Initial triple therapy associated with improved long-term survival in high-risk PAH
Initial triple combination therapy was associated with better survival among high-risk patients with severe pulmonary arterial hypertension at diagnosis, especially among younger high-risk patients, according to a new study.
“This study supports the utility of multidimensional risk stratification to choose the most appropriate initial treatment strategy for newly diagnosed PAH patients,” Athénaïs Boucly, MD, from the University of Paris-Saclay School of Medicine and the department of respiratory and intensive care medicine at Bicêtre, Le Kremlin-Bicêtre, and Marie Lannelongue Hospital, Le Plessis-Robinson, France, and colleagues wrote in the American Journal of Respiratory and Critical Care Medicine.
The retrospective analysis included 1,611 patients (mean age, 60 years; 56% women) with idiopathic, heritable or anorexigen-induced PAH who were enrolled in the French Registry from 2006 to 2018. Researchers assessed survival based on initial strategy: monotherapy (n = 984), dual combination (n = 551) or triple combination (n = 76), which included two oral medications and parenteral prostacyclin therapy.
Those in the triple combination therapy group were younger and had fewer comorbidities, but higher mortality risk.
There was a higher proportion of patients with zero or one low-risk criteria at baseline (91%) among patients initiated on triple combination therapy compared with monotherapy (57%) or dual therapy (72%). At a median follow-up of 5 months, 78% of patients in the triple combination therapy group had three or four low-risk criteria compared with 36% of patients in the monotherapy group and 47% of patients in the dual therapy group.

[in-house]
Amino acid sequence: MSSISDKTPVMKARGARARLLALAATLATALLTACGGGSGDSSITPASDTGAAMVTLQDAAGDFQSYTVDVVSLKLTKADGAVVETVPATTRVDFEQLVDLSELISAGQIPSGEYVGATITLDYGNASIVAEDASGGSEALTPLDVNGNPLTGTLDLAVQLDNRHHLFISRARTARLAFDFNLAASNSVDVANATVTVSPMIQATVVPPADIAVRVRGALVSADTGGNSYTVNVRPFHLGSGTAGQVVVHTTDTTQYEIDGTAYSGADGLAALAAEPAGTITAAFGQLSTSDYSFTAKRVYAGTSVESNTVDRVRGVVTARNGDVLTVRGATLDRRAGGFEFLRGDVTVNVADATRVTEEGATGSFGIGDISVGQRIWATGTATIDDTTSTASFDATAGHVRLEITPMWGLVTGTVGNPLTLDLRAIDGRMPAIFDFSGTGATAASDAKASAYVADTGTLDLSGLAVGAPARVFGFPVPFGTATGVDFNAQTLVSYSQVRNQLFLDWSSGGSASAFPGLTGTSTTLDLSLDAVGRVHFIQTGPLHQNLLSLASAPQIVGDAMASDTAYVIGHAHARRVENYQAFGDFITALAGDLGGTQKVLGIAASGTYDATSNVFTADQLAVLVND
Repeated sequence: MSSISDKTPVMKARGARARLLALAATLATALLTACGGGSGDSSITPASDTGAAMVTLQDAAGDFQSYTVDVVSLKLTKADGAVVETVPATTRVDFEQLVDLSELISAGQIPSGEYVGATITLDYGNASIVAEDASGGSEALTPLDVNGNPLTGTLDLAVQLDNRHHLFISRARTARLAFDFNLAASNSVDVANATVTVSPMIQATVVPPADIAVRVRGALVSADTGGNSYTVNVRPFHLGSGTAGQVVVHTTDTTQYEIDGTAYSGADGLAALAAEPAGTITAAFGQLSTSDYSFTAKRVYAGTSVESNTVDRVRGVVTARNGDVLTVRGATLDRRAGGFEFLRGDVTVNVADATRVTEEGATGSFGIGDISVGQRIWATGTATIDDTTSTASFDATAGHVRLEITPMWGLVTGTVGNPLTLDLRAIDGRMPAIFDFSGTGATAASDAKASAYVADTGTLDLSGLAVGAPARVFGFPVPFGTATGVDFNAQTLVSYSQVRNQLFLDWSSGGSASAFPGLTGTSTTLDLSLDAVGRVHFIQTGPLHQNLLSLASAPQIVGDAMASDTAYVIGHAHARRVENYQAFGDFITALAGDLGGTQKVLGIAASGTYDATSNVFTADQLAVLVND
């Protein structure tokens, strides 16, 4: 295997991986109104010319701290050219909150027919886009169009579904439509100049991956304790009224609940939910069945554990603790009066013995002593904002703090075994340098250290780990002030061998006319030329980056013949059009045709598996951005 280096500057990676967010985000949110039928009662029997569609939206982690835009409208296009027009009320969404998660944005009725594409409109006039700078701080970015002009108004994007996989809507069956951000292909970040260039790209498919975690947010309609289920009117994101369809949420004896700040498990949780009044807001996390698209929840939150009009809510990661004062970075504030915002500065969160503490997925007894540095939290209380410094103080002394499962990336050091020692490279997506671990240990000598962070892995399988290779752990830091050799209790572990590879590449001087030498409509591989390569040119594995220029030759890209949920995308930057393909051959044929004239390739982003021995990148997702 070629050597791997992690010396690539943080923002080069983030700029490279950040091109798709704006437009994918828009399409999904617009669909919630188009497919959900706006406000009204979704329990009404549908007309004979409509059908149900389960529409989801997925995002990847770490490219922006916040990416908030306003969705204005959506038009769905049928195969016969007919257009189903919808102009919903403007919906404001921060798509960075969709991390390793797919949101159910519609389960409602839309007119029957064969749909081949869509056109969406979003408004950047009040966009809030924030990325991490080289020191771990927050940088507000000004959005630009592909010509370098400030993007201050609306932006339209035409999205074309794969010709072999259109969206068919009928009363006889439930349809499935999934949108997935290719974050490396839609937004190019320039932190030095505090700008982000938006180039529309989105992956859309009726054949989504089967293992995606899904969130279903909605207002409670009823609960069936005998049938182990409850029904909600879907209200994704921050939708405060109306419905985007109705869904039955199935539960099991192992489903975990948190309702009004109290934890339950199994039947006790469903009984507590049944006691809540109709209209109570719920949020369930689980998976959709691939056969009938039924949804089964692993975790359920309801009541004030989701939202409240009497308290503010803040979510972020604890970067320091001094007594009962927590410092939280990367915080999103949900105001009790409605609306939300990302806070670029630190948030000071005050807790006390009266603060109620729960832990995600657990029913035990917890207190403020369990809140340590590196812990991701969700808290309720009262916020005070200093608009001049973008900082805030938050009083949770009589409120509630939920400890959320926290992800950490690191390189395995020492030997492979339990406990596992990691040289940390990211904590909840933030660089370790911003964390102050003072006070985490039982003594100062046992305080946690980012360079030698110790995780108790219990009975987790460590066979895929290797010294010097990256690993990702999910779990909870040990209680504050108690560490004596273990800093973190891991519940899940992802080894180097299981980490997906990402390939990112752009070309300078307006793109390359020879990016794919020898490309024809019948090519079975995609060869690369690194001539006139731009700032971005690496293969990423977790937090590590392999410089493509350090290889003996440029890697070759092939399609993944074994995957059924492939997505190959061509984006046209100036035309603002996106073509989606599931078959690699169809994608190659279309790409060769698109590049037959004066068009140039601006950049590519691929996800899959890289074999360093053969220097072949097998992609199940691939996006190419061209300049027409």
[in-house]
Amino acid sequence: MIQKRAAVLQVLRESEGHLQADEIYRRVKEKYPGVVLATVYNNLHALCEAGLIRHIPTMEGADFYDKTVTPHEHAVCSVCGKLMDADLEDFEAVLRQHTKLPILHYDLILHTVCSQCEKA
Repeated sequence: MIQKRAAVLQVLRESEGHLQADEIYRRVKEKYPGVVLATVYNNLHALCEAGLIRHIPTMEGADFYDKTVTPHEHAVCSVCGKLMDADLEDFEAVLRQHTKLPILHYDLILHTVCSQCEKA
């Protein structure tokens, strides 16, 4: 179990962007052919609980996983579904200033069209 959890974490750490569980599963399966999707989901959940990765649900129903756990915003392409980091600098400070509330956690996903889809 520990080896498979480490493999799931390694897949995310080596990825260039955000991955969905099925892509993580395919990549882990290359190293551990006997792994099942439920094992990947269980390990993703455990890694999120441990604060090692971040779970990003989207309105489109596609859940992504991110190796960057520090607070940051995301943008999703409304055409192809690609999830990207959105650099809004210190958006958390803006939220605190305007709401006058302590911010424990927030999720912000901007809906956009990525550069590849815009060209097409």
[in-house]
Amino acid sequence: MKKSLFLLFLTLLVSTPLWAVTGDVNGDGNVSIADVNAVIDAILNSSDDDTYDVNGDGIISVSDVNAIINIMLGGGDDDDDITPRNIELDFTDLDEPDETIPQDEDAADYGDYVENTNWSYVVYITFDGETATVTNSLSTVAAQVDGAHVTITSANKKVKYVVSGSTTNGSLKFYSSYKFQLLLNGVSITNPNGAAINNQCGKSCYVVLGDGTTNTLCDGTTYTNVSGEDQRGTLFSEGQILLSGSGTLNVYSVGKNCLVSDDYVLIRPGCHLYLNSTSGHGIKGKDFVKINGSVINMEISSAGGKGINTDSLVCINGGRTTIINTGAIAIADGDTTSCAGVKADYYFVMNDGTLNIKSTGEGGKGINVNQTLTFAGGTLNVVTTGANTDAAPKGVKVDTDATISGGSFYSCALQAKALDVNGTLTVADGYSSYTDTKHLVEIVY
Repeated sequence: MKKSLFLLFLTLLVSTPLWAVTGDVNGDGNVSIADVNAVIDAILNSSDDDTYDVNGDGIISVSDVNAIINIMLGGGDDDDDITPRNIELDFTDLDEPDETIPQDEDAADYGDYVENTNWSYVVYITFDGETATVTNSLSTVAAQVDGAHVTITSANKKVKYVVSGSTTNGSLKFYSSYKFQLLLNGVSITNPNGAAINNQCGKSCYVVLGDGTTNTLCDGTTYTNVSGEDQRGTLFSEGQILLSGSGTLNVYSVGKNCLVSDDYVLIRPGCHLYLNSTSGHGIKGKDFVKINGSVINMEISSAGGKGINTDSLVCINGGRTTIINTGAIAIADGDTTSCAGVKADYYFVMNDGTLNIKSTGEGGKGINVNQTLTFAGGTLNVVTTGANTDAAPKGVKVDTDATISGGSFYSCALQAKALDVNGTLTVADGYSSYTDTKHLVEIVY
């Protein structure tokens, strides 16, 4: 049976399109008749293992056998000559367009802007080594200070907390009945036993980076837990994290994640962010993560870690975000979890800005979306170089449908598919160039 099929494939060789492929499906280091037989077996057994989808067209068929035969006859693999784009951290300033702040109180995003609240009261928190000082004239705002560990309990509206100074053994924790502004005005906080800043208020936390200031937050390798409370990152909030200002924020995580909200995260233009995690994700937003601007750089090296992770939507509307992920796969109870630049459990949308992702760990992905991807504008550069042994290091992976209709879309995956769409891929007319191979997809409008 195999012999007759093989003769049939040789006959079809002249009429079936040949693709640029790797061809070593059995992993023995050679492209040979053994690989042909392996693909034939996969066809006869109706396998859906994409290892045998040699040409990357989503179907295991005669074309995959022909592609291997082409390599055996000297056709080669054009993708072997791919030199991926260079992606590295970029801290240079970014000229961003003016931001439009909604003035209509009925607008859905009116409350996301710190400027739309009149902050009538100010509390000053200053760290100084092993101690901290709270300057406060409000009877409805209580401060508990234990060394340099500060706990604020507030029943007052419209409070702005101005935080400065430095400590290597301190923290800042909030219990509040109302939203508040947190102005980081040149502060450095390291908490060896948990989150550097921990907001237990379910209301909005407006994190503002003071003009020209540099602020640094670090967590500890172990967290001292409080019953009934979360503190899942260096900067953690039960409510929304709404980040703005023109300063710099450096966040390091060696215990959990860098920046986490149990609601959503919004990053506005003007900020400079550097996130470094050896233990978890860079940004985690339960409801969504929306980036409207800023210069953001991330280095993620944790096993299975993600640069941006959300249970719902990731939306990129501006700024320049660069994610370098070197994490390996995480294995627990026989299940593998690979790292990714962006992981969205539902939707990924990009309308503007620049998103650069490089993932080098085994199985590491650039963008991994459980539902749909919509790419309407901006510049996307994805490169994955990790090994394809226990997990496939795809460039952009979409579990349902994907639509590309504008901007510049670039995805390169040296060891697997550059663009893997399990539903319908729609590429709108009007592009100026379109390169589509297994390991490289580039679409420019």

Over a median follow-up of 32 months, 32% of patients died, and 4% patients underwent lung transplantation. In the monotherapy group, 35% of patients died and 3% underwent lung transplantation during a median follow-up of 35 months. In the dual therapy group, 28% died and 5% underwent lung transplantation during a median follow-up of 28 months. In the triple therapy group, 9% died and 14% underwent lung transplantation during a median follow-up of 39 months.
At 5 years, survival was higher among patients in the triple therapy group compared with those in the dual or monotherapy groups (91% vs. 61%; P < .001). Researchers also observed higher transplant-free survival at 5 years among patients in the triple therapy group, at 75% compared with 58% in the monotherapy group and 56% in the dual therapy group.
The researchers also assessed survival based on patient disposition according to the European Society of Cardiology/European Respiratory Society risk status at baseline. Among 243 high-risk patients at baseline, survival was higher among those who received initial triple therapy compared with monotherapy or dual therapy (P < .001). However, there were no differences between monotherapy and dual therapy. Among patients at intermediate risk (n = 1,134), survival was shown to improve as number of therapies increased (P < .001).
In addition, triple combination therapy was independently associated with lower mortality risks (HR = 0.29; 95% CI, 0.11-0.8; P = .017). In patients with intermediate risk, initial therapy yielded a survival benefit compared with dual therapy and monotherapy (P < .001), and dual therapy had a greater survival benefit compared with monotherapy only (P = .025).
“While randomized trials are needed to conclusively evaluate the efficacy of triple therapy, these findings provide new evidence to support the PAH treatment algorithm presented in the European Society of Cardiology/European Respiratory Society guidelines and the 6th World Symposium on Pulmonary Hypertension,” the researchers wrote.